Recording Powerful Women’s Voices: Gloria Steinem

From our archives: Originally Posted Friday, December 17, 2010 on WEWALK: BEHIND THE SCENES OF OPENING THE WAYEDITED AND UPDATED ON 07/22/2015.

GloriaSteinem2The audio component of Opening the Way’s interactive online tour is coming quickly to an end as we wrap up recordings at our studio in uptown Manhattan.* On Monday, Women’s eNews is excited to take footage from second-wave feminist Gloria Steinem as the legendary Margaret Sanger.

Gloria Steinem came to prominence as an activist and organizer during the women’s rights movement in the 1960s and 1970s. She has also contributed to a number of other social justice movements and causes, and to this day still speaks in America and around the world on issues of equality. Her website describes her as “particularly interested in the shared origins of sex and race caste systems, gender roles and child abuse as roots of violence, non-violent conflict resolution, the cultures of indigenous peoples, and organizing across boundaries for peace and justice.”

Steinem is the author of several books, including Outrageous Acts and Everyday Rebellions and Revolution Within. She co-founded Ms. Magazine in 1972, and remained its editor for fifteen years. She co-founded the Women’s Media Center in 2004, and also helped found the National Women’s Political Caucus and Choice USA. She has been featured in or contributed to an extensive number of magazines, newspapers, textbooks, television shows, and documentaries.

Steinem has said that the answer to equality is not simply making women equal to men, but eliminating gender stereotypes and roles completely–and that therefore, male participation ought to be an integral part of feminism. In an interview with Marianne Schnall, she remarked: “Once men realize that the gender roles are a prison for them too, then they become really valuable allies. Because they’re not just helping someone else, they’re freeing themselves.”

Gloria Steinem has already secured her place in history, and Women’s eNews is infinitely grateful to her for contributing her time and efforts to a project that honors the women who came before her.

*Completed in 2010, this material is now available. See Contemporary Women Leaders of Opening the Way for the full list of the women who participated in our audio and video tour, then find the historical woman you would like to hear in Our 21 Stops!

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July 16: Ida B. Wells’ 153rd Birthday!

IDA B. WELLS: 1862-1931

Anti-Lynching Journalist, Women’s Rights Advocate

Ida B. WellsA SHERO of Women’s eNews, Wells set examples and broke ground for generations of women and men through her refusal to accept the racial and sexist prejudices that cause harm, trauma and death.

July 16 is her 153rd birthday. Born in 1862, Wells worked and lived as a teacher, a journalist, a suffragist, an activist, a founder, a politician, and much more. She was a pioneer who left us many reasons to celebrate her.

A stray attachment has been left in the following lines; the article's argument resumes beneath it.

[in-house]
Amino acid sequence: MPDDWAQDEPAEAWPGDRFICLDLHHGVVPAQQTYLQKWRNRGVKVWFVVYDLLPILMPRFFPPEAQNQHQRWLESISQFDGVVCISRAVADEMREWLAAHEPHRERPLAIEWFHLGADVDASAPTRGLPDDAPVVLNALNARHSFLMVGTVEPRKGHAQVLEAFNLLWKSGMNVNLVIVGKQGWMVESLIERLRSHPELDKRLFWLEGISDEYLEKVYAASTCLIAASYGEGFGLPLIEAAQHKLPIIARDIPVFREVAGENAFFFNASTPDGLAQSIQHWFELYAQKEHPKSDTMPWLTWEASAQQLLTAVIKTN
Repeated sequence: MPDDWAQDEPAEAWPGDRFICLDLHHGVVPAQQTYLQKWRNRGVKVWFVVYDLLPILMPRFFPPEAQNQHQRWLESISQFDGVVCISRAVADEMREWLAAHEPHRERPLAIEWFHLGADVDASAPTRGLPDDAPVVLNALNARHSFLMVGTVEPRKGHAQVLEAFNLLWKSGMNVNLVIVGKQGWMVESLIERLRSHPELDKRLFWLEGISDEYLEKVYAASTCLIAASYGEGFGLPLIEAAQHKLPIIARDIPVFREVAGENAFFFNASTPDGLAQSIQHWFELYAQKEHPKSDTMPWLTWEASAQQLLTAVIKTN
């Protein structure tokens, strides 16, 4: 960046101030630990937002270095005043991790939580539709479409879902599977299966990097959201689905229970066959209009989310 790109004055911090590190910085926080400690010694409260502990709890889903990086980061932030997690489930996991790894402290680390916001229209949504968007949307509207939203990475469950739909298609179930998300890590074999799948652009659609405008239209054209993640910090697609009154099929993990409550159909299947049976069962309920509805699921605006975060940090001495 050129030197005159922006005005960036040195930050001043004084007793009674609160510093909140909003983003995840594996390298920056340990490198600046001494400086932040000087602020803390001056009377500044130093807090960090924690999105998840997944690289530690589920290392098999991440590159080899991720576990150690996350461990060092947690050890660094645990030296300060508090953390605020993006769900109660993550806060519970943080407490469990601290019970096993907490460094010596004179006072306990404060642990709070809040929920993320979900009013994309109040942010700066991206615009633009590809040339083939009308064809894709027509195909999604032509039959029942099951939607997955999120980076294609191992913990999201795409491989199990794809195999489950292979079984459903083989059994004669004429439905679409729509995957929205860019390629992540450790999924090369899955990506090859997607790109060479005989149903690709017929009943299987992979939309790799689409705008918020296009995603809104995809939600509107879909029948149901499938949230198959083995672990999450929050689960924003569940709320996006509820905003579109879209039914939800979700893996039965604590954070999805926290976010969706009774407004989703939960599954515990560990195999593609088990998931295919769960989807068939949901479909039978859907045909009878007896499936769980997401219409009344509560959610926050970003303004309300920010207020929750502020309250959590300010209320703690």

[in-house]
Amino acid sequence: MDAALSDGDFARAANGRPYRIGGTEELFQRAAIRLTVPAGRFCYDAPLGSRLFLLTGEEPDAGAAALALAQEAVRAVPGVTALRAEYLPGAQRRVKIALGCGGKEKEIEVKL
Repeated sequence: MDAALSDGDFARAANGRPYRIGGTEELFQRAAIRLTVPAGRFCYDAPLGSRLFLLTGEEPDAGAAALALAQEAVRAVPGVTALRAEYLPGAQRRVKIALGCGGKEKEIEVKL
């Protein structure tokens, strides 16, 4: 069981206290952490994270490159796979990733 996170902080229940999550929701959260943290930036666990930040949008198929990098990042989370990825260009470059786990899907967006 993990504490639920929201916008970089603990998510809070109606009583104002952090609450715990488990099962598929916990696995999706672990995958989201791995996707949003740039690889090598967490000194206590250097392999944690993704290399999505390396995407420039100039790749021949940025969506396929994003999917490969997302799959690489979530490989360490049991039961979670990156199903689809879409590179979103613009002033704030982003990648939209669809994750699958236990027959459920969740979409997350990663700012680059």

As a women’s news organization, we are especially drawn to her work as an investigative journalist at the turn of the century.

In 1892, the newspaper owned by Ida B. Wells in Memphis, Tenn., was burned to the ground in response to her editorial condemning the lynching of three of her friends. Wells fled Memphis and continued her blistering journalistic attacks on Southern injustices, being especially active in investigating and exposing the fraudulent “reasons” given to lynch black men, which had become common in the 1890s. Born a slave and a former school teacher, Wells became a national figure in the anti-lynching movement and wrote “Southern Horrors: Lynch Law in All Its Phases.” She also became a tireless worker for women’s suffrage and joined in the famous 1913 march for universal suffrage in Washington, D.C. Throughout her life, she continued her passionate advocacy against lynching and for women’s rights. In 1930, a year before her death, she ran for a seat in the state legislature, becoming one of the first African American women to stand for public office. — Lee D. Baker, published by Women’s eNews

Opening the Way features Wells as our 16th stop marking her connection to Cedar Street in downtown Manhattan. This was the location of T.T. Fortune’s New York Age, an African-American and influential newspaper, where her article was published after the office of her own paper Free Speech was attacked in retaliation to her investigation and reporting on the lynching of black men accused of raping white women.

To hear how Ida B. Wells’ described this moment in her life, watch Carol Jenkins reading Wells’ words:

Carol Jenkins is a writer, producer, and Emmy award-winning former television anchor and correspondent. She spent 30 years with news departments throughout New York City, hosted her own daily talk show, and was also president of the Women’s Media Center, a nonprofit advocacy organization that works to make women visible in the media. She is especially well-known for the 23 years she spent with WNBC-TV in New York, where she co-anchored the 6:00 newscast. Her talk show was called Carol Jenkins Live and was shown on WNYW-TV. Jenkins is the author, with her daughter Elizabeth Gardner Hines, of Black Titan: A.G. Gaston and the Making of a Black American Millionaire, which was chosen by the Black Caucus of the American Library Association as one of the best books of 2004 in non-fiction. She is currently working on another book, and her articles have appeared in various journals and anthologies. She has served on the boards of the Feminist Press and the Ms. Foundation for Women. 

Ida B. WellsTo learn more about Wells and her accomplishments see Our History page at womensenews.org

And to join Women’s eNews for our women’s history walking tour featuring Wells, contact us at 212-244-1744 or openingtheway@womensenews.org